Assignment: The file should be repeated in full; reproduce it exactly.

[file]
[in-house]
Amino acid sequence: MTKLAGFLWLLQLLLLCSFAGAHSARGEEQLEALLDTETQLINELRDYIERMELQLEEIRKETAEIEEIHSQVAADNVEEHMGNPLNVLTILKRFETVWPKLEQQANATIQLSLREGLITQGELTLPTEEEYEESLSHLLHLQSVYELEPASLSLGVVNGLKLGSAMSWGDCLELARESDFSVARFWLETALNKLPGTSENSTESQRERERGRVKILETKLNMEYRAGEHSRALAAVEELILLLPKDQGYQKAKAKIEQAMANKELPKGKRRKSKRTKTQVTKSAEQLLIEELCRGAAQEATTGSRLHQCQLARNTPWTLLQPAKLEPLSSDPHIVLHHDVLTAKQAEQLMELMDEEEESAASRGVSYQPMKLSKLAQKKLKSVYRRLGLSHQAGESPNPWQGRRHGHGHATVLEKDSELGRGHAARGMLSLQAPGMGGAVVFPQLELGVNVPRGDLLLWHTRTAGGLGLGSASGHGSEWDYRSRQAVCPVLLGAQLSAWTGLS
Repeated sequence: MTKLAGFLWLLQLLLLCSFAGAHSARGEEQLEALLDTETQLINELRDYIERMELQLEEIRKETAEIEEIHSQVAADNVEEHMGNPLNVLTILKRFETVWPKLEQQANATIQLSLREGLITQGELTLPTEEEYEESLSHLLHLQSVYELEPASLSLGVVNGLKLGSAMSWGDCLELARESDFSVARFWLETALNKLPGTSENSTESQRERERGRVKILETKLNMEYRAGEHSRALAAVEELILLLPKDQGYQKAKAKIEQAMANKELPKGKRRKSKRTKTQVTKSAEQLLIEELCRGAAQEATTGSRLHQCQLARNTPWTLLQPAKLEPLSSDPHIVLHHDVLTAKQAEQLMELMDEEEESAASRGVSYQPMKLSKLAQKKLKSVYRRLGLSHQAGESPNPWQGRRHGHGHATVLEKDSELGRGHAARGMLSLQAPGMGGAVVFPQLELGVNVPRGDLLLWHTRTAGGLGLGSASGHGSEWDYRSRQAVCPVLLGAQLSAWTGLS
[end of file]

[in-house]
Amino acid sequence: MTKLAGFLWLLQLLLLCSFAGAHSARGEEQLEALLDTETQLINELRDYIERMELQLEEIRKETAEIEEIHSQVAADNVEEHMGNPLNVLTILKRFETVWPKLEQQANATIQLSLREGLITQGELTLPTEEEYEESLSHLLHLQSVYELEPASLSLGVVNGLKLGSAMSWGDCLELARESDFSVARFWLETALNKLPGTSENSTESQRERERGRVKILETKLNMEYRAGEHSRALAAVEELILLLPKDQGYQKAKAKIEQAMANKELPKGKRRKSKRTKTQVTKSAEQLLIEELCRGAAQEATTGSRLHQCQLARNTPWTLLQPAKLEPLSSDPHIVLHHDVLTAKQAEQLMELMDEEEESAASRGVSYQPMKLSKLAQKKLKSVYRRLGLSHQAGESPNPWQGRRHGHGHATVLEKDSELGRGHAARGMLSLQAPGMGGAVVFPQLELGVNVPRGDLLLWHTRTAGGLGLGSASGHGSEWDYRSRQAVCPVLLGAQLSAWTGLS
Repeated sequence: MTKLAGFLWLLQLLLLCSFAGAHSARGEEQLEALLDTETQLINELRDYIERMELQLEEIRKETAEIEEIHSQVAADNVEEHMGNPLNVLTILKRFETVWPKLEQQANATIQLSLREGLITQGELTLPTEEEYEESLSHLLHLQSVYELEPASLSLGVVNGLKLGSAMSWGDCLELARESDFSVARFWLETALNKLPGTSENSTESQRERERGRVKILETKLNMEYRAGEHSRALAAVEELILLLPKDQGYQKAKAKIEQAMANKELPKGKRRKSKRTKTQVTKSAEQLLIEELCRGAAQEATTGSRLHQCQLARNTPWTLLQPAKLEPLSSDPHIVLHHDVLTAKQAEQLMELMDEEEESAASRGVSYQPMKLSKLAQKKLKSVYRRLGLSHQAGESPNPWQGRRHGHGHATVLEKDSELGRGHAARGMLSLQAPGMGGAVVFPQLELGVNVPRGDLLLWHTRTAGGLGLGSASGHGSEWDYRSRQAVCPVLLGAQLSAWTGLS